On our alter we should put harvest grains and ripe fruit to honour the season and as an offering to the Gods. Also add fresh bread any fallen leaves and nuts are also traditional. 

Lammas is a time of excitement and magic. The natural world is thriving around us, and yet the knowledge that everything will soon die looms in the background. This is a good time to work some magic around the hearth and home. It is a good time to rid yourself of all that is old to allow in the new. 

Lughnasadh

For the sunset on July 31st to the sunset on August 2nd, the first corn harvest, a festival of willing sacrifice, arbitration, contracts and justice.

Animal Stag

Tree Alder

Herbs and incense Cedarwood, cinnamon, fenugreek, ginger, heather, myrtle and sunflower.

Candle colour Golden browns or dark yellows

Crystals Tiger’s eye, fossilised woods, amber, rutilated quartz, or dark yellow and brown stones,

Symbols Use a straw object as your focus, such as a corn dolly, a corn knot or a straw hat, perhaps decorate with poppies or cornflowers, or a container of mixed cereals.

Lughnasadh rituals focus on justice, rights, partnerships (both personal and legal), promotions and career advancements, and the regularising of personal finances. With corn and corn dollies a feature of the time, fertility is also favoured.

Personal Activities 

  • Use corn or dried grasses to create corn knots and Corn Mother figures (a featureless head, arms, body and legs) tied with red and blue threads; hang them in the home through the winter to bring protection, and them on the fist Monday after the Twelfth Night or on the Spring Equinox fires.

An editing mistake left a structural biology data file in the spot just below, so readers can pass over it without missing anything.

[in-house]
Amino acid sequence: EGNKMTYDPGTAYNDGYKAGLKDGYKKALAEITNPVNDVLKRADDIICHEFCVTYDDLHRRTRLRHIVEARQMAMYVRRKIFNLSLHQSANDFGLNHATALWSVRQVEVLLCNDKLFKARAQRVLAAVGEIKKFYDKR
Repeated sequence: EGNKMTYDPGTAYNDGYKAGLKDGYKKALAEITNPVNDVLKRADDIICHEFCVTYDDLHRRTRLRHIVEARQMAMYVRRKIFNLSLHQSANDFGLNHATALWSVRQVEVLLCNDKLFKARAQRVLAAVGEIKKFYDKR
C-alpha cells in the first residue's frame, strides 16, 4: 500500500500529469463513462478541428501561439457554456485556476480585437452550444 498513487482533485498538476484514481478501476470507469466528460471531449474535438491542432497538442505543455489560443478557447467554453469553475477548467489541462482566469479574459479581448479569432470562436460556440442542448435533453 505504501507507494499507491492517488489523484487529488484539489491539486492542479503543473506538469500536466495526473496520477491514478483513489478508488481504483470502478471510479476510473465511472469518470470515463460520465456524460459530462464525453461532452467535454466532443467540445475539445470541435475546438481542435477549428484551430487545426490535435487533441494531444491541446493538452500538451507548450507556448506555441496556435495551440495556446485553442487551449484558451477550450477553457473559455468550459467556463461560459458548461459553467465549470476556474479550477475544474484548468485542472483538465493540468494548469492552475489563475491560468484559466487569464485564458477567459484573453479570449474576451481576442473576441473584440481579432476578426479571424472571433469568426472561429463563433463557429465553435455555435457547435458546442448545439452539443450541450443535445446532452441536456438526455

• If you make a Corn King (also known as John Barleycorn), you can burn him at Lughnasadh; scatter the ashes in your garden or on indoor plants to bring abundance to the home during the winter.
  • Make bread with mind on Lunghasadh Eve, a tradition that become associated with the Virgin Mary. As you stir the mix in turn with friend and family, make wishes for abundance and the harvest you wish to reap during the coming months. At dawn crumble the bread to share with friends and family, and leave offerings of crumbs for the wild birds.
  • If you feel you have been unjustly treated and cannot put matters right, knot dried grasses, one for each injustice, and cast them on the waters or bury, planting late-flowering seeds or autumn flowers.
  • Arrange journeys to see, or write to and telephone, friends and relations, making plans to meet, as this is a time tribes get together before the long winters. 

Source The Modern-Day Druidess by Cassandra Eason

It is only 3 days until Lammas on August 1st. Lammas is the first day of Autumn, you will begin to notice the leaves slightly changing colour around this time and dropping off trees. Lammas is also the first day of the harvest, when the fields are glowing with corn and wheat and the reaping would begin. The harvest period will continue until Samhain when the last stores for the winter months would be put away. 

The word Lammas actually means Loaf Mas to celebrate the harvest it is traditional to cook and eat bread on this day. Lammas is also known as Lughnasadh as it celebrates the Celtic Sun God Lugh. Lammas is also the Thanksgiving Holiday, when each person give thanks for the things and blessings in their lives.